Posted By Richard Holmes

Posted on11th September 2018

Mental health at work – it’s a subject that needs to be talked about. Our recent survey of working UK adults found that 86% believe that companies are not doing enough to support them with work-related mental health issues. That’s why we think it’s amazing to see Heads Together and Mind launch a much-needed ‘Mental Health at Work’ initiative aiming to change the way that we approach workplace mental health across the UK.

Work-related mental health issues are contributing to workplace problems like presenteeism and leavism. 86% of employers reported observing presenteeism – where employees are at work in body but unable to work to full capacity – in their organisation within the last 12 months, with only a quarter actively taking steps to address the issue. Leavism is an emerging trend, which sees employees buckling under an ‘always on’ culture that prevents them from properly switching off and working outside of their contracted hours, whilst ill, or even whilst on holiday.

Despite mental health being talked about much more openly in today’s society, the ‘Mental Health at Work’ campaign has found that half of UK workers have experienced a mental health problem in their current job, and only 48% of those have talked to their employer about it. This research shows there is clearly still a lot of work to be done to break down barriers in the workplace.

With the NHS at breaking point, it’s never been more crucial for businesses in the UK to take greater responsibility for their employees’ mental and physical health, as 12.5 million working days are lost each year due to mental health issues.*

Our survey also revealed that 63% of respondents would use wellbeing services if their employer provided them – an encouraging figure that highlights the potential of this kind of work.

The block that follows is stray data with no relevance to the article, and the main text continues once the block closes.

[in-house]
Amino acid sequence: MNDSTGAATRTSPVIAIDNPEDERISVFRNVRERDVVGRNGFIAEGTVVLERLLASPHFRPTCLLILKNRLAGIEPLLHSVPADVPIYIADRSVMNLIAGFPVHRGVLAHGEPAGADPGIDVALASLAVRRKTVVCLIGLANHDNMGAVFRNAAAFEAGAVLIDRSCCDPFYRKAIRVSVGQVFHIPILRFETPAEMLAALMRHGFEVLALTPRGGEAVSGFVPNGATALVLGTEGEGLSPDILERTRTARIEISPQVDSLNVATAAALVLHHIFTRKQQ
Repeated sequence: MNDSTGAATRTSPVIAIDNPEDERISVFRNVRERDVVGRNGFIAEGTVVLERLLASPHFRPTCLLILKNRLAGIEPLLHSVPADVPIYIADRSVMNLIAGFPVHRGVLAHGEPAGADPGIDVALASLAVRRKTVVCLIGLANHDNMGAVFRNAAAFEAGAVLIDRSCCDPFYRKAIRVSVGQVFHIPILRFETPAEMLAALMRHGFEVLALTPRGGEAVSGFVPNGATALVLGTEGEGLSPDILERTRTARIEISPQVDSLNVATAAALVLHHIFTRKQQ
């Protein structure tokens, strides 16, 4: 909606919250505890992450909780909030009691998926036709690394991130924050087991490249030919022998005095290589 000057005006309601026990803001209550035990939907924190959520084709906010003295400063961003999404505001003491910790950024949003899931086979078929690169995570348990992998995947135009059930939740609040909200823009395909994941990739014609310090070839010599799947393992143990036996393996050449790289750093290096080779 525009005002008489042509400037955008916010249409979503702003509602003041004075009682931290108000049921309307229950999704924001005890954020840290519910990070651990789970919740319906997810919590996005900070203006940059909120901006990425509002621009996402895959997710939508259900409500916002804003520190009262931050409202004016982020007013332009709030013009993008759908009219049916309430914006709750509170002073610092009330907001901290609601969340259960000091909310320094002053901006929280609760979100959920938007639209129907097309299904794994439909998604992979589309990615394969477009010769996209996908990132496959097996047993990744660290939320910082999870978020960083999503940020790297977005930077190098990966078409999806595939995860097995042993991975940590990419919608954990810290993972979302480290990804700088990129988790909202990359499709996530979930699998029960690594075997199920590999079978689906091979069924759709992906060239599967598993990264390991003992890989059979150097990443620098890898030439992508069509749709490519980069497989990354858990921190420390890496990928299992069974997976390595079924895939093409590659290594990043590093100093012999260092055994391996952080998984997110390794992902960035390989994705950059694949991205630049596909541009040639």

The nuances of mental health and its impact on employees at an individual level can make it difficult to manage and to understand, but its contribution to good wellbeing in and outside of work is vital. Workplaces must make prioritising it top of their agenda. ‘Mental Health at Work’ is a progressive and essential initiative that should make a huge impact on the mental health and wellbeing of the nation.

What can workplaces do?
It’s important to recognise the scale of the problem and act now, or risk employees continuing to suffer in silence. Whilst this is a widespread issue, it isn’t one that can’t be solved. It needs to start from the top, with employers engraining an open and honest culture in the workplace. There needs to be a greater focus on the responsibility of line managers to be approachable and understand their peers’ strengths and weaknesses.

With one in three employers not knowing where to look for guidance on mental health issues, we believe that in giving businesses the right support, we can make a real difference.

From Mental Health First Aid (MHFA) training, the equivalent of a physical first aider at work for mental health, to mental resilience training, get in touch to see how we can support you.

Take a look at the fantastic resources available for free from Mental Health at Work to get started.

*Source: Health and Safety Executive, 2017

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